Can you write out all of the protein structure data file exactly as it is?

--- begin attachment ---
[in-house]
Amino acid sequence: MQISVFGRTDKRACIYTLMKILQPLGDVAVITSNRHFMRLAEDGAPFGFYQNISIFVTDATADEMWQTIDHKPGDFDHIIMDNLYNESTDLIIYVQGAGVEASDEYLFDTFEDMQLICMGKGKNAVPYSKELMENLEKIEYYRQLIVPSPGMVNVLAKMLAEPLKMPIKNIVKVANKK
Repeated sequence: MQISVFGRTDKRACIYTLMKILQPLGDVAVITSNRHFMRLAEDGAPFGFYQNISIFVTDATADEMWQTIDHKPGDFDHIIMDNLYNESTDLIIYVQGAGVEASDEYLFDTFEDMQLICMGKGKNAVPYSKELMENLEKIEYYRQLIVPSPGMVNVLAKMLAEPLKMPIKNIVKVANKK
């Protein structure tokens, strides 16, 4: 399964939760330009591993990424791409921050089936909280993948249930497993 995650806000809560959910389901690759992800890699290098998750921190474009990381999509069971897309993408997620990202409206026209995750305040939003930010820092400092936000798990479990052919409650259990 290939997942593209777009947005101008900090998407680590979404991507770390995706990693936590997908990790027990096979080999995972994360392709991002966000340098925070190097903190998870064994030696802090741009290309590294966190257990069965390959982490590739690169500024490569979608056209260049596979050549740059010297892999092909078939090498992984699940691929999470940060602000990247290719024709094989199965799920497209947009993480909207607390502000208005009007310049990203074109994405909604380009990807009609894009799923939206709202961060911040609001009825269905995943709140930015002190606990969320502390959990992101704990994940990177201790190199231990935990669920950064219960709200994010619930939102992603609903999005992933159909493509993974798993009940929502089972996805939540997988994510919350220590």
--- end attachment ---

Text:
[in-house]
Amino acid sequence: MQISVFGRTDKRACIYTLMKILQPLGDVAVITSNRHFMRLAEDGAPFGFYQNISIFVTDATADEMWQTIDHKPGDFDHIIMDNLYNESTDLIIYVQGAGVEASDEYLFDTFEDMQLICMGKGKNAVPYSKELMENLEKIEYYRQLIVPSPGMVNVLAKMLAEPLKMPIKNIVKVANKK
Repeated sequence: MQISVFGRTDKRACIYTLMKILQPLGDVAVITSNRHFMRLAEDGAPFGFYQNISIFVTDATADEMWQTIDHKPGDFDHIIMDNLYNESTDLIIYVQGAGVEASDEYLFDTFEDMQLICMGKGKNAVPYSKELMENLEKIEYYRQLIVPSPGMVNVLAKMLAEPLKMPIKNIVKVANKK
């Protein structure tokens, strides 16, 4: 399964939760330009591993990424791409921050089936909280993948249930497993 995650806000809560959910389901690759992800890699290098998750921190474009990381999509069971897309993408997620990202409206026209995750305040939003930010820092400092936000798990479990052919409650259990 290939997942593209777009947005101008900090998407680590979404991507770390995706990693936590997908990790027990096979080999995972994360392709991002966000340098925070190097903190998870064994030696802090741009290309590294966190257990069965390959982490590739690169500024490569979608056209260049596979050549740059010297892999092909078939090498992984699940691929999470940060602000990247290719024709094989199965799920497209947009993480909207607390502000208005009007310049990203074109994405909604380009990807009609894009799923939206709202961060911040609001009825269905995943709140930015002190606990969320502390959990992101704990994940990177201790190199231990935990669920950064219960709200994010619930939102992603609903999005992933159909493509993974798993009940929502089972996805939540997988994510919350220590």